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NASCAR chairman France says group not talking to IndyCar to make double-duty attempts easier

  • 8fc7a8d683ffe011320f6a706700ba0b.jpg

    NASCAR CEO Brian France answers a question during practice for Sunday's NASCAR Sprint Cup series Coca-Cola 600 auto race at Charlotte Motor Speedway in Concord, N.C., Saturday, May 25, 2013. (AP Photo/Mike McCarn)The Associated Press

  • 3f58be1f83ffe011320f6a70670014bd.jpg

    NASCAR CEO Brian France listens to a question during practice for Sunday's NASCAR Sprint Cup series Coca-Cola 600 auto race at Charlotte Motor Speedway in Concord, N.C., Saturday, May 25, 2013. (AP Photo/Mike McCarn)The Associated Press

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    Denny Hamlin signs autographs before practice for Sunday's NASCAR Sprint Cup series Coca-Cola 600 auto race at Charlotte Motor Speedway in Concord, N.C., Saturday, May 25, 2013. (AP Photo/Mike McCarn)The Associated Press

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    Danica Patrick, right, talks with Greg Zipadelli during practice for Sunday's NASCAR Sprint Cup series Coca-Cola 600 auto race at Charlotte Motor Speedway in Concord, N.C., Saturday, May 25, 2013. (AP Photo/Nell Redmond)The Associated Press

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    Tony Stewart looks at a monitor during practice for Sunday's NASCAR Sprint Cup series Coca-Cola 600 auto race at Charlotte Motor Speedway in Concord, N.C., Thursday, May 23, 2013. (AP Photo/Mike McCarn)The Associated Press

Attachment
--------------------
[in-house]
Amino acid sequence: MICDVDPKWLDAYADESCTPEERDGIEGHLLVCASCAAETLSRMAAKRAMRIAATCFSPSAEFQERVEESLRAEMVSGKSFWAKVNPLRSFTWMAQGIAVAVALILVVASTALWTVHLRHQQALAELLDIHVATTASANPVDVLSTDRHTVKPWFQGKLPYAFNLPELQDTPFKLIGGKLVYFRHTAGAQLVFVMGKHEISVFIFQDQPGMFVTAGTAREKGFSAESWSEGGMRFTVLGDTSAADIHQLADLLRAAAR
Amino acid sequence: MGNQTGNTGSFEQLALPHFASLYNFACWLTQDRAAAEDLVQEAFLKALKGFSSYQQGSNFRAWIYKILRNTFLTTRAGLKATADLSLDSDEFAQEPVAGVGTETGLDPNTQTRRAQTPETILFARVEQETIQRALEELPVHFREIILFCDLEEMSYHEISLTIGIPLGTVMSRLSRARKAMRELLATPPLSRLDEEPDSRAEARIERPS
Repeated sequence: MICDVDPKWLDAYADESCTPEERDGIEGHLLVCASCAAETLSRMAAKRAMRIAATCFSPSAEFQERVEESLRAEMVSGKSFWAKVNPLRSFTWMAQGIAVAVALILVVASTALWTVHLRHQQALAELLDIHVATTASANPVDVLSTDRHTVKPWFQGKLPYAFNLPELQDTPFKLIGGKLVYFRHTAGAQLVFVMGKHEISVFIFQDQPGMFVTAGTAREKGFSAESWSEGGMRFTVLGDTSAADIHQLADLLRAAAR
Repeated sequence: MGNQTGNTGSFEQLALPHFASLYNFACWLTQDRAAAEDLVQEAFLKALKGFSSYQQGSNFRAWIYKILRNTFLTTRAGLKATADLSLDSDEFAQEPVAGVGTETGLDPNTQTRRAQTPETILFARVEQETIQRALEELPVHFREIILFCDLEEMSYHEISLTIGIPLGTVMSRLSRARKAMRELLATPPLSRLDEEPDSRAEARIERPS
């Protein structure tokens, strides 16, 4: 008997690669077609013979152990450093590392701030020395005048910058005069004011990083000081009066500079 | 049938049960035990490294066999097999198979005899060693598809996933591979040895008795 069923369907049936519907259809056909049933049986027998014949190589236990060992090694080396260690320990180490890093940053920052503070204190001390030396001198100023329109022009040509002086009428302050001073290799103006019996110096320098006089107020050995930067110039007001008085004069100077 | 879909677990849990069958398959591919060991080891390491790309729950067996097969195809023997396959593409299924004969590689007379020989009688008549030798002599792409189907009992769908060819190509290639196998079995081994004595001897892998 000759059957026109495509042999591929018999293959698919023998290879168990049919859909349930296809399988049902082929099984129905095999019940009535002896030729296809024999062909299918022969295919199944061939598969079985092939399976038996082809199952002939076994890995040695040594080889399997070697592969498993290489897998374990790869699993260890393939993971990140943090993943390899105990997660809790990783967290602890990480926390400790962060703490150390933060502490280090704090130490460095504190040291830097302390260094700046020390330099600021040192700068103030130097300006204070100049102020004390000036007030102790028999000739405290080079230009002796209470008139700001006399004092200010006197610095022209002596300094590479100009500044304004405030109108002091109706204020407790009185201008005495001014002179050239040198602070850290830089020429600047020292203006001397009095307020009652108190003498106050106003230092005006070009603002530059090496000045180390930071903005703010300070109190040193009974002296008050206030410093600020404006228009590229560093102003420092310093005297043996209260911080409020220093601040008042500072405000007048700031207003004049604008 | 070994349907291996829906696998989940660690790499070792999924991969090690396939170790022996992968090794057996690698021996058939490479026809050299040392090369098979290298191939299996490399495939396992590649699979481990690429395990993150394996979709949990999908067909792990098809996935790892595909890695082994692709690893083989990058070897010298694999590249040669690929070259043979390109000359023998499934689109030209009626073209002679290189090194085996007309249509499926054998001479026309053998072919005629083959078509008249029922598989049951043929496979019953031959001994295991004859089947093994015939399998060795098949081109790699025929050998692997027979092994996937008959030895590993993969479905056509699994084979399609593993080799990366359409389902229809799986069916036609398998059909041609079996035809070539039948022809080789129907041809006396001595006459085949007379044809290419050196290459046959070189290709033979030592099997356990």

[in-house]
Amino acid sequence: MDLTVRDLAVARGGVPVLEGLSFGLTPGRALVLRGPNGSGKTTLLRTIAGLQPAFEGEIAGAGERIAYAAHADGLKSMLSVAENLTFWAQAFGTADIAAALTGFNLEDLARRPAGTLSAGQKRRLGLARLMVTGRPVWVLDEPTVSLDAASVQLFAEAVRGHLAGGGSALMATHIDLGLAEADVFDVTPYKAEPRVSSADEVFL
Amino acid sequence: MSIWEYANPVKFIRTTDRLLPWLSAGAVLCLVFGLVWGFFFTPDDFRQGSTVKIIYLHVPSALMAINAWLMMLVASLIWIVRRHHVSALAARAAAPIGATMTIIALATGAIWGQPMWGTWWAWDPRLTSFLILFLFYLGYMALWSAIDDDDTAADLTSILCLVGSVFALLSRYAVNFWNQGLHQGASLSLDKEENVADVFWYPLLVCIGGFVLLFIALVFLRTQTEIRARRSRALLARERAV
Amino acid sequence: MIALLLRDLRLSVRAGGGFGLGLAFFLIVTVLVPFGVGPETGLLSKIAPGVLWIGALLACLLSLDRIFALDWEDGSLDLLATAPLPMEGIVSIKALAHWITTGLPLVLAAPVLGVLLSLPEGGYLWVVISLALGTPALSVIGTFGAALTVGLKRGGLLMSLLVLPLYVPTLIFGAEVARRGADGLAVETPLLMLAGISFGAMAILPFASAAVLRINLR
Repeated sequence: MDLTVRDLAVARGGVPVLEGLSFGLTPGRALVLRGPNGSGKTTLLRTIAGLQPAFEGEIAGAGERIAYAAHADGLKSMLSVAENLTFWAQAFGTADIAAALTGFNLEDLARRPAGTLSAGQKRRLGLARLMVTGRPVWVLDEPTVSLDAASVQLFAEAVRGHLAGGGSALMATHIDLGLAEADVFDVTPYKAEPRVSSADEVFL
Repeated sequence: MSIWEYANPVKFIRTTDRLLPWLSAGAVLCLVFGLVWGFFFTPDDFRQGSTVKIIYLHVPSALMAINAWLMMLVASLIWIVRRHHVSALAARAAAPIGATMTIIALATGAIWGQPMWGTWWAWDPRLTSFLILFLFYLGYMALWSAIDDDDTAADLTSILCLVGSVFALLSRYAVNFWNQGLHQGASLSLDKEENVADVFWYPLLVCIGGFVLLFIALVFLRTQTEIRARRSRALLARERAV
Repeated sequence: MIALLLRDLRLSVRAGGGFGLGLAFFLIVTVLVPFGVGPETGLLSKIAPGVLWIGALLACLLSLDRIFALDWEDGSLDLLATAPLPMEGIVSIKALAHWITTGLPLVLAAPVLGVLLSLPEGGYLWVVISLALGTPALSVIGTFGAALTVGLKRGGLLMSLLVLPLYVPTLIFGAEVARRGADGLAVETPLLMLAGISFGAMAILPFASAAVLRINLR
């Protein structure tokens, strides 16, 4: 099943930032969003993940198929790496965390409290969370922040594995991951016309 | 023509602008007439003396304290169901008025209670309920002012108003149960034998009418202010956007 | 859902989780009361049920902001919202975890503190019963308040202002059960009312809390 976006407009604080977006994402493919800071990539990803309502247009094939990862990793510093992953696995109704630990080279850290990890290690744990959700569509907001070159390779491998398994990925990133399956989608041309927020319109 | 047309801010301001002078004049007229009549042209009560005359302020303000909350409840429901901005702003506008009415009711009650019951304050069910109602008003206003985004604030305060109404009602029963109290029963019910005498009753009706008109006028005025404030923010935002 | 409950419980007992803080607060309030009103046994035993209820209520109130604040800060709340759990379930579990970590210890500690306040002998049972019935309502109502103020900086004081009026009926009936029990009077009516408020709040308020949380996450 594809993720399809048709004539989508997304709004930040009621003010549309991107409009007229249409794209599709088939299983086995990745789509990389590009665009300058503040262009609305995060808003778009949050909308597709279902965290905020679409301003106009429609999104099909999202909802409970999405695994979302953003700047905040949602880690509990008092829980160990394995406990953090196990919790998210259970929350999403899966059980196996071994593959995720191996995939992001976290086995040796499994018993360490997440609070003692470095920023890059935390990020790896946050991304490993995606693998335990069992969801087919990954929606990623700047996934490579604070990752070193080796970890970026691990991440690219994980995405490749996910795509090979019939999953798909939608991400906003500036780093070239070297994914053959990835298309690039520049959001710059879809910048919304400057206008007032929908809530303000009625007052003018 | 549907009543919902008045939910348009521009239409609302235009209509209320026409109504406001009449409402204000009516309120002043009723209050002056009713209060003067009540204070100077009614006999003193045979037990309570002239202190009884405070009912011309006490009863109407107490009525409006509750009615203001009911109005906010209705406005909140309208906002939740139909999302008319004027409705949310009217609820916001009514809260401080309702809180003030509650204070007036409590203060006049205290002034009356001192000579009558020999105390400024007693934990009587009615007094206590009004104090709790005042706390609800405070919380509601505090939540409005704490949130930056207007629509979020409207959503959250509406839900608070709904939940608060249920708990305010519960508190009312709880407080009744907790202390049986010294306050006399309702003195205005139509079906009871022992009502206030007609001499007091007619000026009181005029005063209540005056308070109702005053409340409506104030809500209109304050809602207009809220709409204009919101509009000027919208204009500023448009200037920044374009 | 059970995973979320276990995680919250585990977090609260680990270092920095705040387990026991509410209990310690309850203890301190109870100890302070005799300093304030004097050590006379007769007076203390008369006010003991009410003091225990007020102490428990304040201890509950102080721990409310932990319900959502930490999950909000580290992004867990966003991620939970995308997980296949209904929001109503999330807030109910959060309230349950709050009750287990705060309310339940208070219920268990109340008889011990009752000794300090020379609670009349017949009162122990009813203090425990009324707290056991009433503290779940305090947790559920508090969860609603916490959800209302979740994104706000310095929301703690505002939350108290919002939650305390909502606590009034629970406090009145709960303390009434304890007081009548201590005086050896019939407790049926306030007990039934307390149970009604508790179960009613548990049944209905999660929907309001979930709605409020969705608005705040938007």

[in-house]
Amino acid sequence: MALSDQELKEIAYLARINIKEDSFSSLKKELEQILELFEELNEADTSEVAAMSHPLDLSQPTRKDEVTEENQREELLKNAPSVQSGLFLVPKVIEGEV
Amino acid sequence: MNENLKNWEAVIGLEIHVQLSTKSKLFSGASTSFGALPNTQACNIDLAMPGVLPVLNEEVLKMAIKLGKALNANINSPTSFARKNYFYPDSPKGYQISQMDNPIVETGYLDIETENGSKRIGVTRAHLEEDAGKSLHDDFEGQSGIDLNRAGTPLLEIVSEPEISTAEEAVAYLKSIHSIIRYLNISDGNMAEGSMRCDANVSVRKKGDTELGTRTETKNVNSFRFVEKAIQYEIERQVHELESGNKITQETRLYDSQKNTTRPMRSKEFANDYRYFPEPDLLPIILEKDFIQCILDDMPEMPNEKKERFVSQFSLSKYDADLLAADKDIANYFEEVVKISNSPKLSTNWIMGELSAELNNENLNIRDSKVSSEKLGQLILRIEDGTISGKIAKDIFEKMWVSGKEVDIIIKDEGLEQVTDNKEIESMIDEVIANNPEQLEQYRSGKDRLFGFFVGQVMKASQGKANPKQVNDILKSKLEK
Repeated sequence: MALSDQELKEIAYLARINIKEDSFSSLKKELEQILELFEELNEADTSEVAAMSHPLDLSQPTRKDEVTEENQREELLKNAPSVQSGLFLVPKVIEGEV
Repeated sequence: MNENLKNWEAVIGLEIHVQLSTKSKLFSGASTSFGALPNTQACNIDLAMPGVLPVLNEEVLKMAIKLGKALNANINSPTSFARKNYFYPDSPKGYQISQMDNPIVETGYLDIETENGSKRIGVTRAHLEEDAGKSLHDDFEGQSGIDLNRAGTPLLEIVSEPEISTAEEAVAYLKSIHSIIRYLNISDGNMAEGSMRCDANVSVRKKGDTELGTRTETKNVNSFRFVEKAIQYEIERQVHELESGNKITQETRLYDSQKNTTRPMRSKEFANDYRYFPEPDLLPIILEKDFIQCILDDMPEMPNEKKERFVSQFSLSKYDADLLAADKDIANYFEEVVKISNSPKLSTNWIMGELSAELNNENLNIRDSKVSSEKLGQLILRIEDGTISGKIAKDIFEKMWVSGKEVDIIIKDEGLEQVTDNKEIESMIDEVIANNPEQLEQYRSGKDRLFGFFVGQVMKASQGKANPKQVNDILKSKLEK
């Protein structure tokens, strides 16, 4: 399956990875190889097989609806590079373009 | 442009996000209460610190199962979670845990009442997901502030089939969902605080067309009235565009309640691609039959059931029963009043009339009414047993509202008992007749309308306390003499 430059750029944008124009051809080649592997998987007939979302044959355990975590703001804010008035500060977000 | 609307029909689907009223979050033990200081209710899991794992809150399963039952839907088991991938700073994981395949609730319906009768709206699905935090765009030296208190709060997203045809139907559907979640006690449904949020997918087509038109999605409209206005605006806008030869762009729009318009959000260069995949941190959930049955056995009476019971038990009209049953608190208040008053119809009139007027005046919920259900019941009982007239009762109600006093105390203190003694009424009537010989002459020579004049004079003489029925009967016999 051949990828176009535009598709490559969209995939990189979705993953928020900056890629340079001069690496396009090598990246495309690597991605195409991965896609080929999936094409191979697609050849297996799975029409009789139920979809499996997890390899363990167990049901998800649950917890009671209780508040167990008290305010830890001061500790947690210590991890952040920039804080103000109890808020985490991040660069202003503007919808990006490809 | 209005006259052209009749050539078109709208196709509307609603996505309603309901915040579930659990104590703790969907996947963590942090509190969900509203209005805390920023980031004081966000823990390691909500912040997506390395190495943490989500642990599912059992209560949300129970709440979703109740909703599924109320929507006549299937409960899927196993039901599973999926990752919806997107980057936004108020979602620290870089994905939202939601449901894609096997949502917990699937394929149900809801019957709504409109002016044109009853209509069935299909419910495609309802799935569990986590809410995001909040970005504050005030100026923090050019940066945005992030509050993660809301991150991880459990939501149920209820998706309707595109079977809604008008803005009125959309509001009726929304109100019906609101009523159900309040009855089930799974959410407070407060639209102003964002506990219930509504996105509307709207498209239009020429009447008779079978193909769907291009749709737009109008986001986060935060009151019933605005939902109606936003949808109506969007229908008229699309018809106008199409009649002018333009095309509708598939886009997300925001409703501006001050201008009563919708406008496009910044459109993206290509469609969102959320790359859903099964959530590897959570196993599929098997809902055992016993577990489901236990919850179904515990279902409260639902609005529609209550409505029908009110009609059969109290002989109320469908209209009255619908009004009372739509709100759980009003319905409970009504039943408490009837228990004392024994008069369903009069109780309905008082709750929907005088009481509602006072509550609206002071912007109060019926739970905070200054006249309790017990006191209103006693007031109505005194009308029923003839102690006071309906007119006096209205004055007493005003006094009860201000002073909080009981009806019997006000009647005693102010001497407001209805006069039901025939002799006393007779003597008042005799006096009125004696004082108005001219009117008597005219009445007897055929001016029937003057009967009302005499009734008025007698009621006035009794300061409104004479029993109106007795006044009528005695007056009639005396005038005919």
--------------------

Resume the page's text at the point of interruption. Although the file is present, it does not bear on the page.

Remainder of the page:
NASCAR chairman Brian France says the organization is not talking with IndyCar about making it easier for drivers who want to try racing in both the Indianapolis 500 and the Coca-Cola 600 on the same day.

France spoke Saturday at Charlotte Motor Speedway and was asked if NASCAR had considered working with IndyCar to open a time window that might let drivers run both events.

France said it wasn't on NASCAR's front burner and that driver's schedules in each discipline make it hard to try the double.

Indianapolis Motor Speedway has shown a willingness to work with NASCAR when track president Jeff Belskus said in December he'd consider moving up the start time so Tony Stewart could run for Roger Penske.

Stewart turned down the offer.